Maternal and Child Health

“Immediately after the program launched, I would hear about these moms and babies dying and think, ‘We’ve been here before.’ It was like the early days of the HIV epidemic all over again. I wondered if we had made a mistake, but then we saw those numbers turn around completely and trend in the opposite direction. I knew we were on to something.” – Jenny Schechter, Executive Director

In Togo, the national maternal mortality ratio is an unacceptably high 368 deaths per 100,000 live births; child mortality is equally staggering at 78 deaths per 1000 live births. That’s 15 times the rate for developed countries. The majority of these deaths are from diseases that are entirely treatable at very low costs, diseases like malaria, diarrhea, and pneumonia. Unfortunately, Togo lacks the functioning healthcare system required to deliver effective treatments to women and children in need. Essential healthcare systems, including personnel, supplies, and training, are currently absent or insufficient throughout much of the country.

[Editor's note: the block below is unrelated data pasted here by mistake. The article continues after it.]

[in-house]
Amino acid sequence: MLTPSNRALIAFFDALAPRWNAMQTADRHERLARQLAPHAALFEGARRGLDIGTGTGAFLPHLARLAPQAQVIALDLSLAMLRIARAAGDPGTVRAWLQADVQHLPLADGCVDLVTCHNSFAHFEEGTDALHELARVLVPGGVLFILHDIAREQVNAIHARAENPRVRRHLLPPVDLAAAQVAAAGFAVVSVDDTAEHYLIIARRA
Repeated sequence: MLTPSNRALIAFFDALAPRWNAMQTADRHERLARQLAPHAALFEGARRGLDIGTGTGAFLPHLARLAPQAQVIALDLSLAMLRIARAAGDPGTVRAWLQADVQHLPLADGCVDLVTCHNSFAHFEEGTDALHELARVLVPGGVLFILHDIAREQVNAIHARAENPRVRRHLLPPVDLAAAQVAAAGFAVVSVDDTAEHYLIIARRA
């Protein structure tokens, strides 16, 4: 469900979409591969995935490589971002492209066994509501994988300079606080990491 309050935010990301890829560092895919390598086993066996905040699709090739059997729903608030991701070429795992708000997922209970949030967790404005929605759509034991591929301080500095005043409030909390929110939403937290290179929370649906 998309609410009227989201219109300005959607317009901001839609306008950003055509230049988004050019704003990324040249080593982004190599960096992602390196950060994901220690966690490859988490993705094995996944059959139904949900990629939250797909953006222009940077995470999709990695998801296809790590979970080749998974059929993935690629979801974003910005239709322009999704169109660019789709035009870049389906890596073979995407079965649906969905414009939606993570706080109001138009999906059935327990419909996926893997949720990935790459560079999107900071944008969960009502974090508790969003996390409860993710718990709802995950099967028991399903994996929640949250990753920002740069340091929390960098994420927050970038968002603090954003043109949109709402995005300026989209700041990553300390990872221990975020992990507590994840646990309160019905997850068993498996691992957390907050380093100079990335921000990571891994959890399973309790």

In 2012, after being approached by a group of women who had successfully delivered HIV-free babies through our prevention of mother-to-child transmission program, Integrate Health began to consider how the HIV model could be applied to the child mortality crisis. We began with a baseline study that allowed us to really look at the problem in depth. We conducted intensive interviews, hosted community meetings, and talked to the people directly impacted who could provide the most input. Our MCH program built best practices and community insight into a model that already worked.

Integrate Health demonstrated the initial effectiveness of this model through an interrupted time series study. Over 18 months, preliminary data revealed an observed 70% reduction of under-five mortality in the communities where we worked. Additional results will be gathered from 30-month data to be collected via an annual household survey of reproductive-age women in early 2018.